James Timpson is Chief Executive of Timpson, a family retail business based in Manchester. The business trades from 1,400 shops across the country, made up of 920 Timpson outlets plus a mix of Max Spielman and Snappy Snaps. Turnover is in excess of £200m and the business employs more than 3,500 colleagues. Timpson has been in business since 1865, and follows an "upside down" management approach - regarding the business' customer facing colleagues as the most important.
At Timpson, James has successfully created a process for recruiting ex-offenders into the company. Working closely with the prison service at over 70 prisons across the UK, Timpson identifies potential candidates who have the right kind of personality to make it on release working within the business. Now, 10% of Timpson colleagues were recruited directly from prison.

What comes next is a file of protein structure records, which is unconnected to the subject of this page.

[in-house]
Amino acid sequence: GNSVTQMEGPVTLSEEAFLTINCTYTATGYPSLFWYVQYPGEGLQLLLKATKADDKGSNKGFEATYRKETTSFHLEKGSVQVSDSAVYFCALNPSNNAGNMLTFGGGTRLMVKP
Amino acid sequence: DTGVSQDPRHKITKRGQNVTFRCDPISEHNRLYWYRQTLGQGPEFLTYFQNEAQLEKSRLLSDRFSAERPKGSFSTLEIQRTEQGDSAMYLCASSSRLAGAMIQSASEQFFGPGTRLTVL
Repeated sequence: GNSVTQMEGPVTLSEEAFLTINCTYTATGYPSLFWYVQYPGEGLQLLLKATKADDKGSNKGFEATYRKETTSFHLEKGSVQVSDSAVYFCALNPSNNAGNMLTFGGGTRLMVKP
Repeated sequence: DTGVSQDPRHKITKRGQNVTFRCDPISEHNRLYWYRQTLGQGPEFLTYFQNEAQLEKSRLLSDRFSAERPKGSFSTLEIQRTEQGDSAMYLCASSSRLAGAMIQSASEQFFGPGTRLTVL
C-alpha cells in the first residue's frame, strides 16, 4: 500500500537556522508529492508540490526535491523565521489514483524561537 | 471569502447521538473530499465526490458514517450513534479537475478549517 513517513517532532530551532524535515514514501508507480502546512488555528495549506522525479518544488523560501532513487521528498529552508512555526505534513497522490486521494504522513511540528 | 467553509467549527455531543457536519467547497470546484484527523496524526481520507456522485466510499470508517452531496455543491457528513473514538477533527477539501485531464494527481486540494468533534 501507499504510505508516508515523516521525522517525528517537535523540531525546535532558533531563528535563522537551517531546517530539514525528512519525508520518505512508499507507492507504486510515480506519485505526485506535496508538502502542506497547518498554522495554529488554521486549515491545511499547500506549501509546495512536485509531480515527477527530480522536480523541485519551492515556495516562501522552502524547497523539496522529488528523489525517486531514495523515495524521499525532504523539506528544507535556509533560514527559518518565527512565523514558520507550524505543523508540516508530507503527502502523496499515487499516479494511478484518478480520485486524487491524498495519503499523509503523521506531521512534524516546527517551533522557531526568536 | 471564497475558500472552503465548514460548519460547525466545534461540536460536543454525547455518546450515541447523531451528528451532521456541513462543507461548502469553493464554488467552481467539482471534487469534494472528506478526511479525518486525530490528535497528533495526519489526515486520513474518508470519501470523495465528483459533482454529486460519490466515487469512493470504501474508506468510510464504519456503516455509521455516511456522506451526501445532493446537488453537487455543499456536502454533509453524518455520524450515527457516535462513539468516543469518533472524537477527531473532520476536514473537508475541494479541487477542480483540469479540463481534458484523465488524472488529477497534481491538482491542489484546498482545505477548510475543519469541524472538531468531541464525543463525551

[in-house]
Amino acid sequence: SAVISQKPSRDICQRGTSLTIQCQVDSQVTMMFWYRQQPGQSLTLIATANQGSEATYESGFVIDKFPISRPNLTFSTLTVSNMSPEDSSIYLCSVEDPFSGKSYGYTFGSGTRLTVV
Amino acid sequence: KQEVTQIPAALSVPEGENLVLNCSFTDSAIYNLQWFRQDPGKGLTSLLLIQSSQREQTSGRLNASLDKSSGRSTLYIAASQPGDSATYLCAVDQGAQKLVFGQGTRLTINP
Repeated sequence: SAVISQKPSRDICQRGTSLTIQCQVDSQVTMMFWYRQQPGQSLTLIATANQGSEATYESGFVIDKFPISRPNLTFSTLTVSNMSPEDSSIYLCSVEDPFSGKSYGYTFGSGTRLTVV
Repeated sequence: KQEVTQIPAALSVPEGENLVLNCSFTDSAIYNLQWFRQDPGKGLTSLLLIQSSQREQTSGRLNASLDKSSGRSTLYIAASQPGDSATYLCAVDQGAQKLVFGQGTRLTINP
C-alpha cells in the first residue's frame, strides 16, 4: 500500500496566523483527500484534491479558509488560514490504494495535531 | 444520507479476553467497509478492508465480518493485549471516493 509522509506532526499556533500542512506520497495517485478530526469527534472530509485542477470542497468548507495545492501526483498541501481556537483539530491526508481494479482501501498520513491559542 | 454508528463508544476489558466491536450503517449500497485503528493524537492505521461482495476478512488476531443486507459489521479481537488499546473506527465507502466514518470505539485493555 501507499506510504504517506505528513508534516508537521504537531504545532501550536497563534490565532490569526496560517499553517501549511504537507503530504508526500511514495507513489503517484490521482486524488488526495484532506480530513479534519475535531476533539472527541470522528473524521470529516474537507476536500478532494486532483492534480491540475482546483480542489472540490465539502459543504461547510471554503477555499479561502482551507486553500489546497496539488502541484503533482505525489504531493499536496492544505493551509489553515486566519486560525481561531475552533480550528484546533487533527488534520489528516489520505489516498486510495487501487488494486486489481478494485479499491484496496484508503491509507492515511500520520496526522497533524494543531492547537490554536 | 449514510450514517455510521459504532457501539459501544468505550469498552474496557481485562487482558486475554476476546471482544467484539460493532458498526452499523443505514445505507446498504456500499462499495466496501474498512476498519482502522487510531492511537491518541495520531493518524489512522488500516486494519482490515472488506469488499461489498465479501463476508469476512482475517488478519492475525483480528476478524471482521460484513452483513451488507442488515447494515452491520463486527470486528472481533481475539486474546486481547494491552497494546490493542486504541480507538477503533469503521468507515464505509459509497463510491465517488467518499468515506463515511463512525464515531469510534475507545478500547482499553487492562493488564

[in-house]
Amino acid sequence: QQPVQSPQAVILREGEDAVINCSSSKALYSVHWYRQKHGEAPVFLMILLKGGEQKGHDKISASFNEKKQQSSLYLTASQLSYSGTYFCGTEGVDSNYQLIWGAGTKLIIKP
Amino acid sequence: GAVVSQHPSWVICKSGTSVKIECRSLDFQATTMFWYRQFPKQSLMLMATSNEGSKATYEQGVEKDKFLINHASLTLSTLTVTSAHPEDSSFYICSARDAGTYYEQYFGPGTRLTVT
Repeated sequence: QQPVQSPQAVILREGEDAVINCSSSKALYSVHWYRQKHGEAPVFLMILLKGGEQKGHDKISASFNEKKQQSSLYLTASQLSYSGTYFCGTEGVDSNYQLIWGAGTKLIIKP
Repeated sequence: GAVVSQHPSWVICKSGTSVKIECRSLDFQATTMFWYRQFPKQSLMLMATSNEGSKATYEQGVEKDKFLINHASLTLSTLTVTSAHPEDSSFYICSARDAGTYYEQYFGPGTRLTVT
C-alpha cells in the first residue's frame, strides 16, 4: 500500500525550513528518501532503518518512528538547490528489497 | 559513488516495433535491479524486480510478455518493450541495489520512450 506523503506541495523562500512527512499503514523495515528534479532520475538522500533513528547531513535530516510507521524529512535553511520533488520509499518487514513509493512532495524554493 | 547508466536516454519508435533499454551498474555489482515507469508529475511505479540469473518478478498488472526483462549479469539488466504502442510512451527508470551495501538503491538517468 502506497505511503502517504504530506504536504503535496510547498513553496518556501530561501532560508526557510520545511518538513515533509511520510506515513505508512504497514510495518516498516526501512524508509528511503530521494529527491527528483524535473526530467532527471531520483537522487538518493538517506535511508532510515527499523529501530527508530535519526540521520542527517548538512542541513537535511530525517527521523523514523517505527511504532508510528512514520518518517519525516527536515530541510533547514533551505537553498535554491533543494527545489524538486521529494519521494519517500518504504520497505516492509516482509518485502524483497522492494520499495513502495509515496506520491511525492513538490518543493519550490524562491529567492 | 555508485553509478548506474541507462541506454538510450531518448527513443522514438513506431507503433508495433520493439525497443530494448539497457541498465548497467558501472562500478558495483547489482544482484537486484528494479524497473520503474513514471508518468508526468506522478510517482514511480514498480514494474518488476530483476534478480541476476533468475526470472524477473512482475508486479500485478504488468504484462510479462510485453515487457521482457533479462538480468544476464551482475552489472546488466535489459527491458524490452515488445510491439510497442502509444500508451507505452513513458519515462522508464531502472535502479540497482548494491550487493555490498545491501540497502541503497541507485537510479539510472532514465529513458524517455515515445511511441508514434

James went on to Chair the Employers Forum for Reducing Reoffending, a national group originally set up by Business in the Community. This actively encourages other employers to be more willing to recruit ex-offenders, and who are on hand to help guide businesses to maximise the success of any placements.
He has supported Seeing is Believing visits in Liverpool by showcasing the workshop his company runs in Walton Prison, which prepares offenders for the world of work.
James also frequently arranges prison visits with other employers who have expressed an interest in this area of recruitment, so that they can witness first-hand the potential superstar colleagues they are missing out on.
James also helped set up and then chaired the North West Work Inclusion Group which brought businesses together across the North West to help stop reoffending. He invited Carillion to join the group and was instrumental in building the relationship between Carillion and BITC in the North West. Carillion now offer work placements for ex-offenders and people from a homeless background through BITC’s Ready for Work programme. James’ own company has provided many placements for BITC’s Ready for Work clients with a criminal record.
In 2011 James was awarded an OBE for Services to Training and Employment for Disadvantaged People.